(a) the latency8 of the algorithmic trading system. The algorithmic trading system is the infrastructure used for algorithmic trading, including infrastructure used to oversee and manage algorithmic trading, for example the firm’s risk management systems;
(b) the latency between different parts of the algorithmic trading system where there are dependencies. The firm should ensure that the latency does not adversely impact operations, including the intended operation of the risk controls; and
(c) system capacity, including the number of orders that can be processed per second, both under normal and severe but plausible market conditions. The firm should detail the contingency plan to be followed if system capacity appears likely to be exhausted under normal and severe but plausible market conditions.9


  • 8. Latency is the speed at which an action occurs following the issuing of an instruction. That is, the time it takes for an instruction to be sent from point A and received at point B and for B to then to start to act on the instruction.
  • 9. The head-room capacity, which is the capacity that is not utilised under normal market conditions, should be known to those involved in operating and overseeing algorithmic trading.


The PRA expects a firm, where it is connected to a trading venue, to assess the operational arrangements at the trading venue and determine whether actions should be taken to ensure that the algorithmic trading system operates as intended and, if necessary, what these actions should be.


The PRA expects a firm, where it is using infrastructure provided by an external vendor, to assess whether actions should be taken to ensure that the algorithmic trading system operates as intended and, if necessary, what these actions should be.


When deficiencies or errors are identified during the testing process, the firm should take remedial action. In particular, the use of the algorithm could be prohibited or limited via controls. The firm should have a process for managing identified issues that includes the tracking and documenting of outstanding issues to an auditable standard.

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Inventories and documentation


The PRA expects a firm to have the following inventories and documentation:
(a) a single and comprehensive inventory of algorithms;
(b) a single and comprehensive inventory of risk controls;
(c) documents that set out each algorithm’s strategy and risk mitigants;
(d) documents that set out the algorithmic trading system architecture; and
(e) documentation of kill-switch controls procedures.


The inventories and documentation referred to above in paragraph 5.1 should be:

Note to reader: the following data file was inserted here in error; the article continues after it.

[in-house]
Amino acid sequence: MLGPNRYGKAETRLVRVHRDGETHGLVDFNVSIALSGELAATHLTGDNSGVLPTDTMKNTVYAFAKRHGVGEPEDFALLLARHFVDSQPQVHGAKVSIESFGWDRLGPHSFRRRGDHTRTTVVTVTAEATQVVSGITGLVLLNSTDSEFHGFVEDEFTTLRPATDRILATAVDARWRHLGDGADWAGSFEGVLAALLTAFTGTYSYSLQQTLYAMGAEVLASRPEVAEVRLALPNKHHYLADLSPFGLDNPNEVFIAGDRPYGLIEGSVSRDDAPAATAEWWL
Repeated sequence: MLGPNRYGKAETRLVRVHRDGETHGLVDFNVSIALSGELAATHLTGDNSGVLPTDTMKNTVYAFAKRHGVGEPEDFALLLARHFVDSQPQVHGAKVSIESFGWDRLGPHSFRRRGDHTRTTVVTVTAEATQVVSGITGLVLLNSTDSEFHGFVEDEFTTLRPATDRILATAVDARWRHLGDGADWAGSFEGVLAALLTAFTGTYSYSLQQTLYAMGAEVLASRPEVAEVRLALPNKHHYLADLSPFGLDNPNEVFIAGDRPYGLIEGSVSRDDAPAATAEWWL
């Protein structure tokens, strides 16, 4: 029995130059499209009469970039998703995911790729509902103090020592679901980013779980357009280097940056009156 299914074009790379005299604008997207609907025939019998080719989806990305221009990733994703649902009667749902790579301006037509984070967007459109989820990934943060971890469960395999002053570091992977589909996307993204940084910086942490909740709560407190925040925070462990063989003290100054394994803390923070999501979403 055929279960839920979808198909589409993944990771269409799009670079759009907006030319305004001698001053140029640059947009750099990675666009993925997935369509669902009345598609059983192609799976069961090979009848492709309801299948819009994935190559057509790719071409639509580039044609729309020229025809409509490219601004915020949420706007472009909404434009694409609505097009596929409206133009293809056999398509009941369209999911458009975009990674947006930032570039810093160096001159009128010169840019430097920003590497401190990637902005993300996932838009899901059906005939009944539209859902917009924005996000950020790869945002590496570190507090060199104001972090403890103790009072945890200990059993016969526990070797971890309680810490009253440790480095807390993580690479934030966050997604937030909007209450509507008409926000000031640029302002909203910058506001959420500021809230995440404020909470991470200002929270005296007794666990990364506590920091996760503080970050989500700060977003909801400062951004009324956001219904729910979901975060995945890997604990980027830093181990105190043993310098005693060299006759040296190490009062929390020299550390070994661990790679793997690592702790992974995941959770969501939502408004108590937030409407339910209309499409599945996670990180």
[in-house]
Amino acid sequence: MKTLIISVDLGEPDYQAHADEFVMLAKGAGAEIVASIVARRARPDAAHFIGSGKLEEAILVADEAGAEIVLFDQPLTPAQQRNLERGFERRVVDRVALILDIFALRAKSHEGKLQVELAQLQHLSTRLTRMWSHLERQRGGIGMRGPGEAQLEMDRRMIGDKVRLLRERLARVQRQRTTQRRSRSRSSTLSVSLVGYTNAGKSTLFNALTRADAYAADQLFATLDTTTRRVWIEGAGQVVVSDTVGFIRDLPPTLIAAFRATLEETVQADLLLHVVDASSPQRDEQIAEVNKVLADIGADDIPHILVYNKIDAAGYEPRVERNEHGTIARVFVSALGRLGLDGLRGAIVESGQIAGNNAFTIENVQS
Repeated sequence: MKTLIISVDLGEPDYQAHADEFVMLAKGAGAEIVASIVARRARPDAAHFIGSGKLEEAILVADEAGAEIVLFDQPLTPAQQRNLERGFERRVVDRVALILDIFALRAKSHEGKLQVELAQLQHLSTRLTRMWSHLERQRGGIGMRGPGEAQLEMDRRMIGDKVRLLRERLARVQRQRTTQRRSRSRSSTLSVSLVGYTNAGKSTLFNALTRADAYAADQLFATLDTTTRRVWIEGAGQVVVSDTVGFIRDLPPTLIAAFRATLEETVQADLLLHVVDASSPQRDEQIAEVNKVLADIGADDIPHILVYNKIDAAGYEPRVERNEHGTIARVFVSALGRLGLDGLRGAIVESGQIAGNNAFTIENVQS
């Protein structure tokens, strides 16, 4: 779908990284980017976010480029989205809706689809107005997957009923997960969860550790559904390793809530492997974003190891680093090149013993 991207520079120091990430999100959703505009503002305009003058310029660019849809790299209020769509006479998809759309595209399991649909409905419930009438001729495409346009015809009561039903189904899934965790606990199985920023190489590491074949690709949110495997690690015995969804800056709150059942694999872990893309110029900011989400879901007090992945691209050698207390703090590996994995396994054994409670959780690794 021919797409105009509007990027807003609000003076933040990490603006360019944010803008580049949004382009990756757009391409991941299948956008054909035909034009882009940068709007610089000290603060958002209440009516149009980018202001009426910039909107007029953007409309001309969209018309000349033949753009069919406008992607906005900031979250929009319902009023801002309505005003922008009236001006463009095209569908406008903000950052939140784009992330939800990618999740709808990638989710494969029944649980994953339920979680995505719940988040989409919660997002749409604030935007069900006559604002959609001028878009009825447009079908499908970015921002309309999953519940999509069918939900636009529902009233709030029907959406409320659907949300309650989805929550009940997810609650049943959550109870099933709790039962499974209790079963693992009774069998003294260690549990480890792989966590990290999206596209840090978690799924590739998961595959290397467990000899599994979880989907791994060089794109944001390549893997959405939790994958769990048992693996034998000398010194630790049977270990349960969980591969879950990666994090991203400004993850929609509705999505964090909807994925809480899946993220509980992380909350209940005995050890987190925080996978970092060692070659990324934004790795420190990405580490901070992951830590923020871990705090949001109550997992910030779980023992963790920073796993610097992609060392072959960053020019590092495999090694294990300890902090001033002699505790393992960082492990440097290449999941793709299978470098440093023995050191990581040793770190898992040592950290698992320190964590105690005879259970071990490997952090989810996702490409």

(a) reviewed by staff independent of the development of the algorithms;
(b) reviewed at least annually and updated if necessary;
(c) accessible by all the firm’s personnel who have responsibility for the oversight of algorithmic trading; and
(d) available to the PRA on request.

Inventory of algorithms


The inventory of algorithms should include, in respect of each algorithm:
(a) provide a brief overview;
(b) detail the status of the algorithm (eg implemented for use, under development, and/or recently retired);
(c) state the date(s) the algorithm was approved and, if appropriate, retired;
(d) detail the scope of approval of the algorithm, in terms of region, asset class, instrument, desk, portfolio;
(e) detail any restrictions placed on the algorithm when approved;
(f) identify the algorithm owner(s);
(g) provide a link to the algorithm’s documentation; and
(h) provide a unique identifier.

Inventory of risk controls


The inventory of risk controls, at a minimum, should in respect of each control:
(a) provide a brief overview, including the risk being mitigated by the control;
(b) indicate whether the control is classed as a limit or trigger;
(c) detail whether the control is for notification/alerting only, or if it results in changing the operation of the relevant algorithmic trading (for example, a control may prevent further orders being entered by a client);
(d) detail if there are any automated alerts associated with the control and who they are sent to and when;
(e) state the date the control was implemented and, if appropriate, retired;
(f) identify its location in the algorithmic trading system architecture;
(g) identify, if relevant, where its operation is dependent on other controls;
(h) detail the current setting of the control and, if appropriate, the different values that the control can be set to without requiring authorisation;
(i) detail who has authority to change the setting of the control;
(j) identify the control owner;
(k) provide a link to the controls documentation; and
(l) provide a unique identifier.


The PRA expects the inventory to include any risk controls the firm sets externally (for example, risk controls set by the firm at a trading venue).

Documentation of strategies and risk controls


The PRA expects a firm to document the strategies associated with each algorithm and the associated risk controls. This documentation should be comprehensible to those who have oversight responsibilities for algorithmic trading.